Ross Douthat writes:
…it does seem like there is a semi-plausible policy response to the rate shock issue, which wouldn’t roll back the ongoing plan cancellations but might make cheaper plans available to buyers going forward: Obamacare’s regulations could be rewritten to allow insurers to sell less comprehensive plans on the exchanges. This wouldn’t require doing away with every new regulation, or rolling back the pre-existing condition guarantee, which is what liberals argue the Upton bill currently being considered in the House would do. But it could involve heeding the recent hint from the University of Chicago’s Harold Pollack, a card-carrying Obamacare advocate, that perhaps in the wake of the last month’s developments the government should ”revisit just how minimal the most minimal insurance packages should be,” which in turn could open the door to allowing many more people to buy the kind of high-deductible catastrophic plans that the law currently allows insurers to only sell to twentysomethings.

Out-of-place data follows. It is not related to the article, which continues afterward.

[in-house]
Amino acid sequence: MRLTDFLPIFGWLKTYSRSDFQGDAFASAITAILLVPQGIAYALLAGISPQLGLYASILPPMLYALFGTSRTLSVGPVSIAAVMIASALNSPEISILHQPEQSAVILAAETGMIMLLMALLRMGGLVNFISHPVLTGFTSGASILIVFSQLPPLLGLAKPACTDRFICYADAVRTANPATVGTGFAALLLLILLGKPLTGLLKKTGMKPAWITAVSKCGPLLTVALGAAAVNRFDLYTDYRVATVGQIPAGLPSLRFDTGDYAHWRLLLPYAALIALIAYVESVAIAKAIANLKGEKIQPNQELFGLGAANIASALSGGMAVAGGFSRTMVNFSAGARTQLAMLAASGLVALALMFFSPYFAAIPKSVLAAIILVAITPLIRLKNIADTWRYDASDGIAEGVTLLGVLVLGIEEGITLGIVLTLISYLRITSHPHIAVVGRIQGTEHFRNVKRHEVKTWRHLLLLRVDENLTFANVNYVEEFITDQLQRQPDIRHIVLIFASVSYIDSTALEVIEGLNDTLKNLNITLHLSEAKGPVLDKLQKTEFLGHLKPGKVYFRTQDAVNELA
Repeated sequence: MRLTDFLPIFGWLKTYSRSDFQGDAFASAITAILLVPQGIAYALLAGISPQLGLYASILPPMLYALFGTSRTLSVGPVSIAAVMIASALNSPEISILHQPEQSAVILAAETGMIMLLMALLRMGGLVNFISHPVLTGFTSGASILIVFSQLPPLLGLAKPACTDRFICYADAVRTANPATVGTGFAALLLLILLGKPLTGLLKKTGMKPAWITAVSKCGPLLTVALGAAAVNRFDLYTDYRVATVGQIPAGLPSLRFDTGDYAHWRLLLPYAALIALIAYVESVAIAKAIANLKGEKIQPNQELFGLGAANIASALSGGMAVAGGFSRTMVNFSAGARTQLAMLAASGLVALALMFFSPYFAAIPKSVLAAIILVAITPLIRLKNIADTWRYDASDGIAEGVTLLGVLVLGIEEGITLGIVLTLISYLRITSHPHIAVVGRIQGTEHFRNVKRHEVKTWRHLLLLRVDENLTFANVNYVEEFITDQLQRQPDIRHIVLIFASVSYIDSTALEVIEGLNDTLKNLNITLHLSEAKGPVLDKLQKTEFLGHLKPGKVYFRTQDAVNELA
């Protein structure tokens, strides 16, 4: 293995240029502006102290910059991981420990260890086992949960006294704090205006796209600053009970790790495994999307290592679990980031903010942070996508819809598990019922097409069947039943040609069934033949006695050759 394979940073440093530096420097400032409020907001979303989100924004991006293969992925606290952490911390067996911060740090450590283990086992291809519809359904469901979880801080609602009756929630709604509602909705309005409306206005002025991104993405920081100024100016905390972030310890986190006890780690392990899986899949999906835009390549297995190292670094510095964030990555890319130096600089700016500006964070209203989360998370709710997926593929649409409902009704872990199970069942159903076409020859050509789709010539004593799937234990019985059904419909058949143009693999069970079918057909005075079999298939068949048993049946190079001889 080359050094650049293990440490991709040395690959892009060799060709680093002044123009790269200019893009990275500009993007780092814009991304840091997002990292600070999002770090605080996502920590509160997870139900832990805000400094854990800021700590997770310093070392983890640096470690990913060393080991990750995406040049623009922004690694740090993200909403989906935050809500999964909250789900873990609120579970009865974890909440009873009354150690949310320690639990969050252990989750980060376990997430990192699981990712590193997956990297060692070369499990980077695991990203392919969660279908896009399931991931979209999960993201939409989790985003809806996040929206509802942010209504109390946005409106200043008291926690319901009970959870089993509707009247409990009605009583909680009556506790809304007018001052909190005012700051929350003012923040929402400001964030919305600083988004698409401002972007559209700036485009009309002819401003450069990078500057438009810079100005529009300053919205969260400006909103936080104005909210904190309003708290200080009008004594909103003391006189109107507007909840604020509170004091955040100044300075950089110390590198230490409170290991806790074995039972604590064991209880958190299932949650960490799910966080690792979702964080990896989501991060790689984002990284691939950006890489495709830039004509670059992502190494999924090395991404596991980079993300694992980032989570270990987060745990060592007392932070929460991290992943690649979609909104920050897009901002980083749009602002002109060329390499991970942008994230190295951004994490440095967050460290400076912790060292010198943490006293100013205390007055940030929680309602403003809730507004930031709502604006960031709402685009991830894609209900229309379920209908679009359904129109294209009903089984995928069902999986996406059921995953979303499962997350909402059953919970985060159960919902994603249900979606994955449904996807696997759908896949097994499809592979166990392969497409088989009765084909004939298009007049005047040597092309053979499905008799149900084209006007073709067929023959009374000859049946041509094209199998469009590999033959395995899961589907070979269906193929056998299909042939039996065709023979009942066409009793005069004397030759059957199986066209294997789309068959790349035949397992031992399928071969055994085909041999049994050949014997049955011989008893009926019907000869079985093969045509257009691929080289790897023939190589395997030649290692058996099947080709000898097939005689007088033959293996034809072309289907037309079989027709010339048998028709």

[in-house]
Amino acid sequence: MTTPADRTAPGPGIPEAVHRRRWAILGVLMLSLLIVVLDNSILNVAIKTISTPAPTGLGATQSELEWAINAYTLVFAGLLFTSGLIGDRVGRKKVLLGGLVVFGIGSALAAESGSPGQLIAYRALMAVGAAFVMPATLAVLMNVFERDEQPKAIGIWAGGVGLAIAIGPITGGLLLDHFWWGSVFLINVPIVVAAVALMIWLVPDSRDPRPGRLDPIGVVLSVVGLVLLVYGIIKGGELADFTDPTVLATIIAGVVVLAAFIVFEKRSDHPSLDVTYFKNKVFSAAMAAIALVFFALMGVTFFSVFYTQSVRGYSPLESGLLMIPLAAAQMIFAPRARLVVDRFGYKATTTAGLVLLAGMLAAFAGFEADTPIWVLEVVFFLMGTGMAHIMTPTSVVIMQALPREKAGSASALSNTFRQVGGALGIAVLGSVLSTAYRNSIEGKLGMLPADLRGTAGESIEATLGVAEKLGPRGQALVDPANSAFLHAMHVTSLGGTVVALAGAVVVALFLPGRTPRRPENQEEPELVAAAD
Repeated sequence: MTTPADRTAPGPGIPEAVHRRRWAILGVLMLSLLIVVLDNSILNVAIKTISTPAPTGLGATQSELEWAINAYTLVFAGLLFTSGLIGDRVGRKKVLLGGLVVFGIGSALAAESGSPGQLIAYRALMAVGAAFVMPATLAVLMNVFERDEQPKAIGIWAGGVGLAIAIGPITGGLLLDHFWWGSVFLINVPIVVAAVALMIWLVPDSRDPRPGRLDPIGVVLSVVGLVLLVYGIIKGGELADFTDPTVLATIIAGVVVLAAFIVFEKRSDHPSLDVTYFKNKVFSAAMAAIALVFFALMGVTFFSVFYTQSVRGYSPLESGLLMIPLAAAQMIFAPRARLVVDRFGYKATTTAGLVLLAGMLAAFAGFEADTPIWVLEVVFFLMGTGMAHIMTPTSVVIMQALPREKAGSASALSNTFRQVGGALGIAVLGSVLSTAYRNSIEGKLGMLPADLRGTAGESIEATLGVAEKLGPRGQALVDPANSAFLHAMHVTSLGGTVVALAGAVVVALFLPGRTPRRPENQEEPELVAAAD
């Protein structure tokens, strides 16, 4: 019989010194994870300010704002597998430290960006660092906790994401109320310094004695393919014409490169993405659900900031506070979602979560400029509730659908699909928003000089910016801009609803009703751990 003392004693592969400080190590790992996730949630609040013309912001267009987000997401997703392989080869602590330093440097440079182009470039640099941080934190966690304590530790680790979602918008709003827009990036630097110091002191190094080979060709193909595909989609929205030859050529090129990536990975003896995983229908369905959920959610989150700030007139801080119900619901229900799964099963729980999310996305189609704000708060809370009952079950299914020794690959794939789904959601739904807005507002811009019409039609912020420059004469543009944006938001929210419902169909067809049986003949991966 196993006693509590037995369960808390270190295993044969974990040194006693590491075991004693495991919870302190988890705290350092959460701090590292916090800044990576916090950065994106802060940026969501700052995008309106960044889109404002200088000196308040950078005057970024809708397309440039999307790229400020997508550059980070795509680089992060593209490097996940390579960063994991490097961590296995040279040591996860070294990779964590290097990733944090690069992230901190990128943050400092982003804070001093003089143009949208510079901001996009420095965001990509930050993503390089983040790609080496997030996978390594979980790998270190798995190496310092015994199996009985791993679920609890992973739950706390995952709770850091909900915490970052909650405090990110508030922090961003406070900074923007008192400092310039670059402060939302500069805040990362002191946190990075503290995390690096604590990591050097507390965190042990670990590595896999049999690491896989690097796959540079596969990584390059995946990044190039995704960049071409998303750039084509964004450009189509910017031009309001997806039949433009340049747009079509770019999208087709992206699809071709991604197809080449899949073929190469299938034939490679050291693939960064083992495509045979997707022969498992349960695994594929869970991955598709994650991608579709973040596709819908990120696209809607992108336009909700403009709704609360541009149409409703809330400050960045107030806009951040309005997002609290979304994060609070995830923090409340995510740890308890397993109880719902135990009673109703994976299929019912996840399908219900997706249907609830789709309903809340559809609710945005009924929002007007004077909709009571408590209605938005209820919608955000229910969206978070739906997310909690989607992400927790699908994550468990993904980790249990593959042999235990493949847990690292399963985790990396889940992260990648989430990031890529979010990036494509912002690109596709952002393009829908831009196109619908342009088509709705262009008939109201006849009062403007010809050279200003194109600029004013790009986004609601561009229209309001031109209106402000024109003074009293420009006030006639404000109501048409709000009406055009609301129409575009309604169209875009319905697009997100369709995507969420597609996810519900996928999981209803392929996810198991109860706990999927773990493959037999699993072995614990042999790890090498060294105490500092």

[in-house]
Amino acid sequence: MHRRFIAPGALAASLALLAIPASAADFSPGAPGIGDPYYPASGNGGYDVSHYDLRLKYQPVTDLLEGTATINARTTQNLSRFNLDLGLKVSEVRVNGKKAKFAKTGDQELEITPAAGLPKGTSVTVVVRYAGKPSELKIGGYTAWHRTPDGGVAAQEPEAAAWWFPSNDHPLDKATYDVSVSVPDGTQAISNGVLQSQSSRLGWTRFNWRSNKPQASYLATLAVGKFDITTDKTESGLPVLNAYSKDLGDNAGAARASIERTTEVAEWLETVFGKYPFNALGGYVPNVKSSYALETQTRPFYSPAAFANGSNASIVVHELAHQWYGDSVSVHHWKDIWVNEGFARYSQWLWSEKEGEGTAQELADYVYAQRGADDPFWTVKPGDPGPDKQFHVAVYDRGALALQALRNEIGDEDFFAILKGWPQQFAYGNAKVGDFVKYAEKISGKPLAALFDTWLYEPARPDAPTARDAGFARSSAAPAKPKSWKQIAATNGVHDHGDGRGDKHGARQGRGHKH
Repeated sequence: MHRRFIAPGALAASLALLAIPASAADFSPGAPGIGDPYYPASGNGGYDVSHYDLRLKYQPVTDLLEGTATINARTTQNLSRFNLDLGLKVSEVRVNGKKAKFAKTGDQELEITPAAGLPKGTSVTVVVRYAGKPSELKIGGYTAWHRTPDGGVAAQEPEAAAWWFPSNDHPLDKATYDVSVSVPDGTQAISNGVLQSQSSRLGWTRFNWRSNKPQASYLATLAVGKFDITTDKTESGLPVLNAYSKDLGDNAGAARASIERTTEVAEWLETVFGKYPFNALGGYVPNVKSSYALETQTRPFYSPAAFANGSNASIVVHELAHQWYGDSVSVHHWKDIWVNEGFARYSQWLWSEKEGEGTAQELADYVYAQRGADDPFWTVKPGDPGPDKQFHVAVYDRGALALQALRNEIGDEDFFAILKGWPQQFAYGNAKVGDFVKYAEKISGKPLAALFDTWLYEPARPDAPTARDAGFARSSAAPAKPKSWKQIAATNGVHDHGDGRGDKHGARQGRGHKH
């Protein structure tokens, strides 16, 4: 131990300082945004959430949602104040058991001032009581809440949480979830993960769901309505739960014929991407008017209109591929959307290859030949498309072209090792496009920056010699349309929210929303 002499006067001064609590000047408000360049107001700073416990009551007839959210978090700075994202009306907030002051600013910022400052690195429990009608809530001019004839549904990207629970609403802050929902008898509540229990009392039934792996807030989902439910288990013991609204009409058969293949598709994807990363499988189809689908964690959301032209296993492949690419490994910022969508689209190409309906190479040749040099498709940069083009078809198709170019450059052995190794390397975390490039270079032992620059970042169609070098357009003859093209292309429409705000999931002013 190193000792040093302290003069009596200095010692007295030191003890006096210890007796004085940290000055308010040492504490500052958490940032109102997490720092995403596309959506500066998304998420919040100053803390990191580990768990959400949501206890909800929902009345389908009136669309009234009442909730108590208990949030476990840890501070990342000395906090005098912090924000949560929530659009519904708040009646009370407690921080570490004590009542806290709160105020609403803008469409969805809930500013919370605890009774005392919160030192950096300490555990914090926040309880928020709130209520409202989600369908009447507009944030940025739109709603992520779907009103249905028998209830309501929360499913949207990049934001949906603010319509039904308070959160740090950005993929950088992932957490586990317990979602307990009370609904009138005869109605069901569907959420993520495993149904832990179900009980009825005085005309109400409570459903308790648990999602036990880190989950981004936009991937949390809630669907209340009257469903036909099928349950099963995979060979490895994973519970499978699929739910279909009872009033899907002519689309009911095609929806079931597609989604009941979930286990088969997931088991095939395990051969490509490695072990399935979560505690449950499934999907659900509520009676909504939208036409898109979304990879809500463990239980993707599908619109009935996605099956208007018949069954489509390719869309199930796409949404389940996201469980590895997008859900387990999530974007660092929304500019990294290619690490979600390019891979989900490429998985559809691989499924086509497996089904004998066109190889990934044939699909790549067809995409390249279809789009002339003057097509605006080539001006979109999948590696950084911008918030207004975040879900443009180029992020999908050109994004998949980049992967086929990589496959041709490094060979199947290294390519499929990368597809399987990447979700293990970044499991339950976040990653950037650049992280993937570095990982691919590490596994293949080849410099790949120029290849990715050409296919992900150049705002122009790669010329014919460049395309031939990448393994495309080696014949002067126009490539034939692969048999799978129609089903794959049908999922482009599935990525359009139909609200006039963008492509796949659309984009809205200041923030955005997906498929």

These moves would not let everyone keep their existing plans, as the Upton and Landrieu bills aspire to do — but there is really nothing that the White House can responsibly do, given the law’s underlying design, that would resolve that problem. What partial deregulation would accomplish, though, is to allow some of the lower-cost plans the law abolishes to be actually revived and made available on the exchanges as “bronze” options in 2014 and 2015, rather than just temporarily grandfathered for a year or so outside them.
The post has other points of interest as well.